Proofs on growth rates of functions theorems using definition of a limit

ATroelstein

New member
Hello, I am working through some proofs from the following document: Function Definitions

Under Calculation of Big - Oh, some theorems are provided that classify the growth rates of functions in relation to one depending on what the limit is as the input approaches infinity. One proof is provided when the limit is a constant using the definition of a limit, but I'm trying to also prove the others ones, such as when the limit is 0. I came up with the following proof, skipping restating some of the definition that has already been provided in the example proof.

$$\frac{f(x)}{g(x)} - 0 < \epsilon$$

$$\epsilon = 1$$

$$\frac{f(x)}{g(x)} - 0 < 1$$

$$\frac{f(x)}{g(x)} < 1$$

$$f(x) < 1 * g(x)$$

Which shows 1 is the constant and N0 is the N that I need to then prove this is correct using the definition of Big Oh. My question is, does my proof flow correctly? Also, are you technically able to pick any positive value for epsilon, or is there a technique involved with selecting this value. Lastly, what would the proof look like if the limit was infinity? I'm confused when I set up the initial part of that proof as the f(x)/g(x) would be minus infinity. Thanks in advance for any guidance.

Evgeny.Makarov

Well-known member
MHB Math Scholar
To start, why don't you state the claim that you are trying to prove?

ATroelstein

New member
The claim I am trying to prove is that if:

$$\lim_{x \rightarrow \infty} \frac{f(x)}{g(x)} = 0$$

Then f(x) = O(g(x)) using the definition of a limit and then using the definition of Big Oh where the definition of Big Oh is:

f(x) = O(g(x)) if and only if there is a constant, c > 0, and an N >= 0, such that for all x > N, f(x) <= c*g(x)

Evgeny.Makarov

Well-known member
MHB Math Scholar
I am assuming we are considering nonnegative functions.

OK, you are right that you can choose c = 1. I did not understand this:
N0 is the N that I need to then prove this is correct using the definition of Big Oh.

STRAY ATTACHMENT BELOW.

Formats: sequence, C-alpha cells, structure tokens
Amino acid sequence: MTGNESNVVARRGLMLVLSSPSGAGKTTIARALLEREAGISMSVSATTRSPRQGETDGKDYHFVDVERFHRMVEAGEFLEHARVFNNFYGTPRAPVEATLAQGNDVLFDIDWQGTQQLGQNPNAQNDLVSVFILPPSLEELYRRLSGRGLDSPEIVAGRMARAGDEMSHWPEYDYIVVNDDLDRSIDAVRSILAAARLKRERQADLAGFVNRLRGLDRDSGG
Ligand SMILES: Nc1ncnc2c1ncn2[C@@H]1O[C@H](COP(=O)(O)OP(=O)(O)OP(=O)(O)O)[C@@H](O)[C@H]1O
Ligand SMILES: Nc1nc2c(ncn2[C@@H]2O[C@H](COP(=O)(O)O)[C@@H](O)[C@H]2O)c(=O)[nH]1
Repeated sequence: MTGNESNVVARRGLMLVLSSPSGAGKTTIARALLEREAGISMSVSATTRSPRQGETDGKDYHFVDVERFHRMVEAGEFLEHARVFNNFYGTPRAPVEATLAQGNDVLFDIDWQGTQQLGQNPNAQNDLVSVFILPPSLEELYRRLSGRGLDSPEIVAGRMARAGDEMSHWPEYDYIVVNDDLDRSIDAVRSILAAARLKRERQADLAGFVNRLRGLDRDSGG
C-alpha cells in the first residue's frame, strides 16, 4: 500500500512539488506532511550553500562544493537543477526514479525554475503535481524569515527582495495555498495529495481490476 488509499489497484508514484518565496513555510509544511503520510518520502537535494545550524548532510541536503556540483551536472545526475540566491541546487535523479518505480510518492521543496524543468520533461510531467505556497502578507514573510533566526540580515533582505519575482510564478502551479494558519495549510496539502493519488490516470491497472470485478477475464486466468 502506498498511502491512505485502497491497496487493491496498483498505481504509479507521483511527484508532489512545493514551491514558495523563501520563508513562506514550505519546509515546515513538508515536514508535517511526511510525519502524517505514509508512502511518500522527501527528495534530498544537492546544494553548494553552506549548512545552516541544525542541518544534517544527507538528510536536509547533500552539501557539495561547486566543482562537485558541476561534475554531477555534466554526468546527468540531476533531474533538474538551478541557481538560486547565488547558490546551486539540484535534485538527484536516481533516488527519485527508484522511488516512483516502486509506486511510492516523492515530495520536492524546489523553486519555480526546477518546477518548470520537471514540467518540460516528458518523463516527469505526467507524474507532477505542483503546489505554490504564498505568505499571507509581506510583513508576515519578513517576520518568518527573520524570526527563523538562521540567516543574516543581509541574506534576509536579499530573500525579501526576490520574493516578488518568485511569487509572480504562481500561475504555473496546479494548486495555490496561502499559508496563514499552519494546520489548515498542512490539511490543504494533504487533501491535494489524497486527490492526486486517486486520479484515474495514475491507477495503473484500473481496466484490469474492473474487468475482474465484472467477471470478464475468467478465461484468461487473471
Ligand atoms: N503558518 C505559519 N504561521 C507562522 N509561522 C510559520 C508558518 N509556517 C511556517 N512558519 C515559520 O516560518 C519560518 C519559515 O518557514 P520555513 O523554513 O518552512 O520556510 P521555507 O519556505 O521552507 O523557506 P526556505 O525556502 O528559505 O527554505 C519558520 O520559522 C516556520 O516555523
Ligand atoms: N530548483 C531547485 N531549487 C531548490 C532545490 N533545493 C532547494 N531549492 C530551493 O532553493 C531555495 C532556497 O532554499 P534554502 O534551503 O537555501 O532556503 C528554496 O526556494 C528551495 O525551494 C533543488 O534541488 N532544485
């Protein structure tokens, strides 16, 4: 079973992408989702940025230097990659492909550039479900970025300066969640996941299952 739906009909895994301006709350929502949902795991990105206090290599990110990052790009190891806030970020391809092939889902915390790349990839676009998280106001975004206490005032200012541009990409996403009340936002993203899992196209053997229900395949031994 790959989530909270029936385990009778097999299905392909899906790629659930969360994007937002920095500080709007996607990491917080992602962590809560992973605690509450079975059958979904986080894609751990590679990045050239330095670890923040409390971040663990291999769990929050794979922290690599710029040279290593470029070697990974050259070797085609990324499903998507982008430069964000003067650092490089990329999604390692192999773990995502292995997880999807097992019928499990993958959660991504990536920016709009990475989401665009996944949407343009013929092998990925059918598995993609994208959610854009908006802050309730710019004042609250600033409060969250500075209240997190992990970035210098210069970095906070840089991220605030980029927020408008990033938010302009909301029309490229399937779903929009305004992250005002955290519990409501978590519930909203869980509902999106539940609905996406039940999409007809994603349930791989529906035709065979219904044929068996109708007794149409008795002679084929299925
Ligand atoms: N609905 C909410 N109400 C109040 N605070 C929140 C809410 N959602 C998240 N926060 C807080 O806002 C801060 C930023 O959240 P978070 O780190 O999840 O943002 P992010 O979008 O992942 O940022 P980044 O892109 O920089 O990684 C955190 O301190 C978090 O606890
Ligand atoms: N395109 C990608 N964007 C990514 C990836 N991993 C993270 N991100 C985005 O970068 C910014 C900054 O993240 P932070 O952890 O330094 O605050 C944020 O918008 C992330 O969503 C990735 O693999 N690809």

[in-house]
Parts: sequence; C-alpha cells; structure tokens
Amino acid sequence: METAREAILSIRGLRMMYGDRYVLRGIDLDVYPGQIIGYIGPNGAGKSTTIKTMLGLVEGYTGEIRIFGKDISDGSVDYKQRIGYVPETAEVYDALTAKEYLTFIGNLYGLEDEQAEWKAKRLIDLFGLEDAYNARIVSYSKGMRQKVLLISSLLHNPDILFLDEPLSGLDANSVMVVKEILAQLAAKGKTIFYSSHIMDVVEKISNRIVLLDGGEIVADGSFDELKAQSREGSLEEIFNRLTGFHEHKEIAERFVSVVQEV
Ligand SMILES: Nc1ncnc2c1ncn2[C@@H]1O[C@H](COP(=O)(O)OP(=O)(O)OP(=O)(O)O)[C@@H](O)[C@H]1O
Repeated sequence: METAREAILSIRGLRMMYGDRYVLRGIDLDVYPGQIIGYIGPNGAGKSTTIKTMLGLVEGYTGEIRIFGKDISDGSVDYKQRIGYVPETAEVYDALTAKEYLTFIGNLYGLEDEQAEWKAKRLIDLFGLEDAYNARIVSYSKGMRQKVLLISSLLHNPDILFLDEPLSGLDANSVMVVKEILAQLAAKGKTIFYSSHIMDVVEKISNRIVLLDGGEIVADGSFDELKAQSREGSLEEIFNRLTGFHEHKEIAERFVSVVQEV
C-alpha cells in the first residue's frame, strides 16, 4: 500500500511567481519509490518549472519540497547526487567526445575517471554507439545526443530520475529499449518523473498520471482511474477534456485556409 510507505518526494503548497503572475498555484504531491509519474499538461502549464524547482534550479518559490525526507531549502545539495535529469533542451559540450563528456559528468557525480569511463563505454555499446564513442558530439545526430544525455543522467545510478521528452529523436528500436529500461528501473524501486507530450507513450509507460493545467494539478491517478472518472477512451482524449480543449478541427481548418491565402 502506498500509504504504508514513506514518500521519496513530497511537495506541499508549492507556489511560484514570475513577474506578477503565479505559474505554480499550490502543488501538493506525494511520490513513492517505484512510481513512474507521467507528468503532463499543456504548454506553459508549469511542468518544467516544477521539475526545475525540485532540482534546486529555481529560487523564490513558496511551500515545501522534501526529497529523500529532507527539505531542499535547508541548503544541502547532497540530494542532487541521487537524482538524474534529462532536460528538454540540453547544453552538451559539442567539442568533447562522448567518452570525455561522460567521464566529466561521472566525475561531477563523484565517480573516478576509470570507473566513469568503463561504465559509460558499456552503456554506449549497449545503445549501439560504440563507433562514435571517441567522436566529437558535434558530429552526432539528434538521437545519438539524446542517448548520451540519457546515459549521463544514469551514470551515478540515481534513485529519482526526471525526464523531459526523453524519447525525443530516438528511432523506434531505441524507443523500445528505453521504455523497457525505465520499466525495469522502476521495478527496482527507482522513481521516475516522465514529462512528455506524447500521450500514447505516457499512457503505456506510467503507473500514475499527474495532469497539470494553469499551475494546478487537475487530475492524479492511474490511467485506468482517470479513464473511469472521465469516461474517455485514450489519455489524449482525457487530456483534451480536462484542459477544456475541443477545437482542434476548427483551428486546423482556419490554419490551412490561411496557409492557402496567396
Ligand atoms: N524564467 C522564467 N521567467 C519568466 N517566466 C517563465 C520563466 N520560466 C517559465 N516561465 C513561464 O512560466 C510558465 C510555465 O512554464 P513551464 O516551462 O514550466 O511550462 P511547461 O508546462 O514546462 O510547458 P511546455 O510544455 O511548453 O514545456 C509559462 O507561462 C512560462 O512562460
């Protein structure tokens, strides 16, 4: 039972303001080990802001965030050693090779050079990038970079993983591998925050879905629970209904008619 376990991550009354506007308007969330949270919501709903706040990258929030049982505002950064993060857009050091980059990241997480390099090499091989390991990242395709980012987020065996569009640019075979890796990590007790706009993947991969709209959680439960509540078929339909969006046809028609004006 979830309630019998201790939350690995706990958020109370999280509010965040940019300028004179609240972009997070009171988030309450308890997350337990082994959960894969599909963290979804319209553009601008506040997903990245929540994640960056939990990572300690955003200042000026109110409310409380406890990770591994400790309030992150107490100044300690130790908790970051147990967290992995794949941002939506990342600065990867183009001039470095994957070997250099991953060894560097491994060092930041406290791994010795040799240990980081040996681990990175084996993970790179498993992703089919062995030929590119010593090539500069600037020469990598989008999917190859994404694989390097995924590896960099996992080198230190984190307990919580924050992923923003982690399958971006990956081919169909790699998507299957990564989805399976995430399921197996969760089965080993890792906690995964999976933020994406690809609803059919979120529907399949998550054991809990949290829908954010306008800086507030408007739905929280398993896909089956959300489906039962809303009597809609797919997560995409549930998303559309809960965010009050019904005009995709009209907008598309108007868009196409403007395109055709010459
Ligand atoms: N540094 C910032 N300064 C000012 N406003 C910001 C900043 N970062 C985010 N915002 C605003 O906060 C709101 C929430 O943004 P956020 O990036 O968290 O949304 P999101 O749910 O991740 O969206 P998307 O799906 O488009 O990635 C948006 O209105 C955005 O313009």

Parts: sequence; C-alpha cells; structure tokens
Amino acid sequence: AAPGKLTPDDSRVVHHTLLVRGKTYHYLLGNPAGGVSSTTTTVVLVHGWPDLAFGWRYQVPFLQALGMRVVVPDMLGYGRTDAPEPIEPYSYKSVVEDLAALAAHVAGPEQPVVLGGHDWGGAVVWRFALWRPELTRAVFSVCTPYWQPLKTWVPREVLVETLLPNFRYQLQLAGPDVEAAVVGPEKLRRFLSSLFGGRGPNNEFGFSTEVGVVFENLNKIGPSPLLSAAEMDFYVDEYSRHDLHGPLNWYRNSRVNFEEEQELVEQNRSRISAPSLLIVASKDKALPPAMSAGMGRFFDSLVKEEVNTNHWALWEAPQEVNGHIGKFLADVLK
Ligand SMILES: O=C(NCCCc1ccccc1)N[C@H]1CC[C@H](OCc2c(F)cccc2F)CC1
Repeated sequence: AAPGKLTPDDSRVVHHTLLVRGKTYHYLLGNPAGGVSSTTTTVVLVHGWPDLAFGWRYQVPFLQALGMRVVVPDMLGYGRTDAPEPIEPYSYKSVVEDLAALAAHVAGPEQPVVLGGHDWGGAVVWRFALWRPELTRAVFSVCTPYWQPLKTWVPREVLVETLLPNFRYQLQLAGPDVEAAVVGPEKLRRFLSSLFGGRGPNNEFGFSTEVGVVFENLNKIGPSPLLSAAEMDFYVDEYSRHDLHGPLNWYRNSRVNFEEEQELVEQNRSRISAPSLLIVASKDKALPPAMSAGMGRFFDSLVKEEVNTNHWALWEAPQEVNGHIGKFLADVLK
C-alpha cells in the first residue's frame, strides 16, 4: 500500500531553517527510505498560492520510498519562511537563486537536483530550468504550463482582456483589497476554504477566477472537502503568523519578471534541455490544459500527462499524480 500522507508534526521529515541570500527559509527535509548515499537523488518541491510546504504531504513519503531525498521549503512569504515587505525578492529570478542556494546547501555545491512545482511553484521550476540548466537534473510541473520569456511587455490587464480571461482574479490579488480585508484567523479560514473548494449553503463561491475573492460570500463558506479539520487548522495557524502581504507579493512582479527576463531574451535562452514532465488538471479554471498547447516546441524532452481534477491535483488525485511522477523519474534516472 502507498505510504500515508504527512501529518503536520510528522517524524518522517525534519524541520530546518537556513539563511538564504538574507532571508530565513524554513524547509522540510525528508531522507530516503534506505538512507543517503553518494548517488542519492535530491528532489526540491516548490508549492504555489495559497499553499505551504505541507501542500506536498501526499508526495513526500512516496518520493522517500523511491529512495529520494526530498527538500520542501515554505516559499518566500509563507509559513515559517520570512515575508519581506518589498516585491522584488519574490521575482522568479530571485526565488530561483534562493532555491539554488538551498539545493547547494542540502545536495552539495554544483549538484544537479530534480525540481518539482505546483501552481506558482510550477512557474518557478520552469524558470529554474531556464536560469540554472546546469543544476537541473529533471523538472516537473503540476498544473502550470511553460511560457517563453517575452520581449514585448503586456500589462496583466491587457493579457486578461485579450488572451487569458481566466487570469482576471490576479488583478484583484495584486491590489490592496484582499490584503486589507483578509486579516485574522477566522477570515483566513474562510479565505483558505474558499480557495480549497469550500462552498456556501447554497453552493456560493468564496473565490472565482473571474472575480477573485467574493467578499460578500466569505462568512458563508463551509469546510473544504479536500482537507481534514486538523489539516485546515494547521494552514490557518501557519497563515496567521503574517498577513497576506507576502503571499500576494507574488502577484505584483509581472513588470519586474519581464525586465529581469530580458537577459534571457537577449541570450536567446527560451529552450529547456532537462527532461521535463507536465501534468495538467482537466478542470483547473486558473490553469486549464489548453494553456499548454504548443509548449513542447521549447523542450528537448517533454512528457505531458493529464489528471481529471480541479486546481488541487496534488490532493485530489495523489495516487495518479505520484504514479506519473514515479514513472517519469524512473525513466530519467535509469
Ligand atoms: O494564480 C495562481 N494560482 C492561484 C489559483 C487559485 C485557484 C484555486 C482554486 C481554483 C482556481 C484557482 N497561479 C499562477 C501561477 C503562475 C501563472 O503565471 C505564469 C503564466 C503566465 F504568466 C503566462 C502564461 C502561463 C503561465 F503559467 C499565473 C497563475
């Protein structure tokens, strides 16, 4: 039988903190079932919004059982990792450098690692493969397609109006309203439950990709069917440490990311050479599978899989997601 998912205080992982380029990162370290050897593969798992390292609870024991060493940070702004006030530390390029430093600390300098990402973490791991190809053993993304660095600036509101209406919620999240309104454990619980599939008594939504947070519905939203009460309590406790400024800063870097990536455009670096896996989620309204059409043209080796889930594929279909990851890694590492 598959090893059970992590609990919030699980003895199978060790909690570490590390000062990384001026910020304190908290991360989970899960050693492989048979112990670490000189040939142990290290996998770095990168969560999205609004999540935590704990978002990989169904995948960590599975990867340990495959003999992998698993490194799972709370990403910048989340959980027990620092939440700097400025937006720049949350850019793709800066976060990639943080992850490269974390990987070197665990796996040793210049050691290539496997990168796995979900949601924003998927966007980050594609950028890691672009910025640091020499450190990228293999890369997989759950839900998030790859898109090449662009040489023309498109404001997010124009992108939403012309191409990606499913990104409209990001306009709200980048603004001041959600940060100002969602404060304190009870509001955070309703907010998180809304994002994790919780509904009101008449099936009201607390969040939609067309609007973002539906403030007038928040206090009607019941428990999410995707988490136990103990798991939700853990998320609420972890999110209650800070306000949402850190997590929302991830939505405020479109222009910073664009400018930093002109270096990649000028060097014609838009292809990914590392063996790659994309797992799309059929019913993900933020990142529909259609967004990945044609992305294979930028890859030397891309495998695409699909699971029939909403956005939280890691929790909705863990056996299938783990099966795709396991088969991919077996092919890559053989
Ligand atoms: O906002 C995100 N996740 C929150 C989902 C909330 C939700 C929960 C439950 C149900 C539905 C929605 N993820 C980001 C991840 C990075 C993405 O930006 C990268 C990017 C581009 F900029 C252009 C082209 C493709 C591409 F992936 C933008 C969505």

I guess $N_0$ comes from the definition of the limit in the case of $\lim_{x \rightarrow \infty} \frac{f(x)}{g(x)} = 0$. Then I agree.

In general, unless you a computer, a proof should not be just a sequence of formulas. It should be a grammatically correct English text that includes phrases like "We must show that," "Suppose," "Therefore," "Set ε = 1," etc.

Also, are you technically able to pick any positive value for epsilon, or is there a technique involved with selecting this value.
Technically, yes, when you have an assumption or a proved claim that starts with "For every ε > 0," you can instantiate ε with any positive number. My calculus teacher used to say, "Let's pick an arbitrarily small ε, for example, ε = 100." Which ε can help move the proof forward depends entirely on the problem.

Lastly, what would the proof look like if the limit was infinity? I'm confused when I set up the initial part of that proof as the f(x)/g(x) would be minus infinity .
For example, if $\lim_{x \rightarrow \infty} \frac{f(x)}{g(x)} = \infty$, then $g(x)=O(f(x))$. Indeed, the assumption says that for every $M>0$ there exists an $N>0$ such that for all $x>N$ it is the case that $f(x)/g(x)>M$. Choose $M = 1$ and get the corresponding $N$; then $g(x)<f(x)/M=f(x)=1\cdot f(x)$ for all $x>N$.